AI Translations Break Down Language Barriers Online

Published 26 October 2022

Author
Pia Benthien
2 min read

Experts claim that the internet has turned the world into a global village. But in 2020, nearly half of all...

German start-up OBTranslate focuses its AI translation services on rural African languages. The company crowdsources language data sets from a community of paid volunteers, which it runs through deep learning programs. This results in automatically generated translations that are then sold to businesses with non-English speaking employees looking to become more competitive in international markets.

Big tech companies like Meta are also investing in translation. Google recently announced an AI-based cloud service marketed to small businesses called Translation Hub, which automatically translates documents in under 30 seconds – no humans required. The resulting translations are basic, but they can be edited after creation.

There are critics of AI-based translations, though – like American cognitive scientist Gary Marcus, who says that AI translation is not actually as ‘intelligent’ as it seems. “What these systems are ultimately doing is mimicry,” he told Undark, an editorially independent digital magazine based in Cambridge, Massachusetts. “When you’re mimicking something, you can do that to a high degree, but it’s still kind of like being a parrot […], because we don’t think parrots actually understand what they’re talking about.”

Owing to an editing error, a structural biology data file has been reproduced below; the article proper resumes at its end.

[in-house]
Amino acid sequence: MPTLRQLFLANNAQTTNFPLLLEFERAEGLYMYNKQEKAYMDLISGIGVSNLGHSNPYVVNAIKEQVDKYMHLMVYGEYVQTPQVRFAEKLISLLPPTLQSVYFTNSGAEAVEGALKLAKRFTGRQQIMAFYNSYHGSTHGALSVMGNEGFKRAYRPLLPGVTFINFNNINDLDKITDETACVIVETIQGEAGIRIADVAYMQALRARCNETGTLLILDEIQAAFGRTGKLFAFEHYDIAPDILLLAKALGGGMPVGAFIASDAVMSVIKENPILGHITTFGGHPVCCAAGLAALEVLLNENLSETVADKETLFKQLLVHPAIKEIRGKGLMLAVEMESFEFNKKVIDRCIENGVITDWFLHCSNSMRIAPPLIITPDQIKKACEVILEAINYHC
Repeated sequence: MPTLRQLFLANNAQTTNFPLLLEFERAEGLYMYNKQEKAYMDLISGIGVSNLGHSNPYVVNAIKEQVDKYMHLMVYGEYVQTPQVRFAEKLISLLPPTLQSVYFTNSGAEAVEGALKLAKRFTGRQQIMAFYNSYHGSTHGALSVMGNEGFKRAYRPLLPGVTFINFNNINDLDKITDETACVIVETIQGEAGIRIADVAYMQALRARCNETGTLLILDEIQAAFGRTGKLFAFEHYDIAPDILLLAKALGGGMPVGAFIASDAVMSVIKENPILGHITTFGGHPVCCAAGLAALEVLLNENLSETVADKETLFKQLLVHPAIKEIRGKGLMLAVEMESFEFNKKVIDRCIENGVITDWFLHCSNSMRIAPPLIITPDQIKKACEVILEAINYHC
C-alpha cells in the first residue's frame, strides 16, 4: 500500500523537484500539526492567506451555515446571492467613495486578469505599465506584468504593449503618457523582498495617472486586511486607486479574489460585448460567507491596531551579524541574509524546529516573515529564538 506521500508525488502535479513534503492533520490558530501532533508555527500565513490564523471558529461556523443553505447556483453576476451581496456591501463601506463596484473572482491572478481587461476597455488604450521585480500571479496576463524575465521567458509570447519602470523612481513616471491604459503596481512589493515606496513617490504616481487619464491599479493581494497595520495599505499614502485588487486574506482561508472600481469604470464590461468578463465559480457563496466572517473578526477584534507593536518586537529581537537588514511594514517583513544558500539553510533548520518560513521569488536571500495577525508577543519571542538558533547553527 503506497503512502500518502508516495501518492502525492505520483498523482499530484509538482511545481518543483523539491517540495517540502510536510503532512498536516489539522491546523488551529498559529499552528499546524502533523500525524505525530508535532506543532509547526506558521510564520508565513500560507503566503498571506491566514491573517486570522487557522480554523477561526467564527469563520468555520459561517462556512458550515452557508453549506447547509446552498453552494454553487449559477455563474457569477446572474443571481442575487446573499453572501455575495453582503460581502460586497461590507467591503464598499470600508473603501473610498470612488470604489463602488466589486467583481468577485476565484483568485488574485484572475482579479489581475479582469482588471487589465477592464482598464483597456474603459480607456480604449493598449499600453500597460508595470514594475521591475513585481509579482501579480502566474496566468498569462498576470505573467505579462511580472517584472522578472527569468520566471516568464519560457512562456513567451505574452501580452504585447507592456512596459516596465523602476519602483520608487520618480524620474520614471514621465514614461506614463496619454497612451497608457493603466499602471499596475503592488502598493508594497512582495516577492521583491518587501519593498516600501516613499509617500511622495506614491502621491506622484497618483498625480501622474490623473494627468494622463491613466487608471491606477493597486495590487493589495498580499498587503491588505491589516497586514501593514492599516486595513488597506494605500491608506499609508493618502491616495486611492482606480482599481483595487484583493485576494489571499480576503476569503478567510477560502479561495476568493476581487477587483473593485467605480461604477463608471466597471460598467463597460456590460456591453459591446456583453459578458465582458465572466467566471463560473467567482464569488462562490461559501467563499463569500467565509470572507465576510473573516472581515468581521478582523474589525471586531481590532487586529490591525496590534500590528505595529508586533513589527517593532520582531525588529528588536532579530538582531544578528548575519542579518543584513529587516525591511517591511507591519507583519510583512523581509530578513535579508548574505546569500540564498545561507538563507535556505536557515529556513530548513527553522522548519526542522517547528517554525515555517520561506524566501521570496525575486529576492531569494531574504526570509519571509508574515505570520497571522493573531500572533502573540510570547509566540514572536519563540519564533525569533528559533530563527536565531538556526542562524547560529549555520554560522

AI can’t identify nuance or other fundamental aspects of human communication, which is why it’s not always the best tool for solving human problems. But it can still be useful for sorting through quantities of data that humans aren’t equipped to process themselves – like millions of words.

We’re keeping tabs on how the AI industry is addressing accessibility issues as it develops. Read our EmTech Takeaways report for more recent insights.

German start-up OBTranslate focuses its AI translation services on rural African languages. The company crowdsources language data sets from a community of paid volunteers, which it runs through deep learning programs. This results in automatically generated translations that are then sold to businesses with non-English speaking employees looking to become more competitive in international markets.

Big tech companies like Meta are also investing in translation. Google recently announced an AI-based cloud service marketed to small businesses called Translation Hub, which automatically translates documents in under 30 seconds – no humans required. The resulting translations are basic, but they can be edited after creation.

There are critics of AI-based translations, though – like American cognitive scientist Gary Marcus, who says that AI translation is not actually as ‘intelligent’ as it seems. “What these systems are ultimately doing is mimicry,” he told Undark, an editorially independent digital magazine based in Cambridge, Massachusetts. “When you’re mimicking something, you can do that to a high degree, but it’s still kind of like being a parrot […], because we don’t think parrots actually understand what they’re talking about.”

AI can’t identify nuance or other fundamental aspects of human communication, which is why it’s not always the best tool for solving human problems. But it can still be useful for sorting through quantities of data that humans aren’t equipped to process themselves – like millions of words.

We’re keeping tabs on how the AI industry is addressing accessibility issues as it develops. Read our EmTech Takeaways report for more recent insights.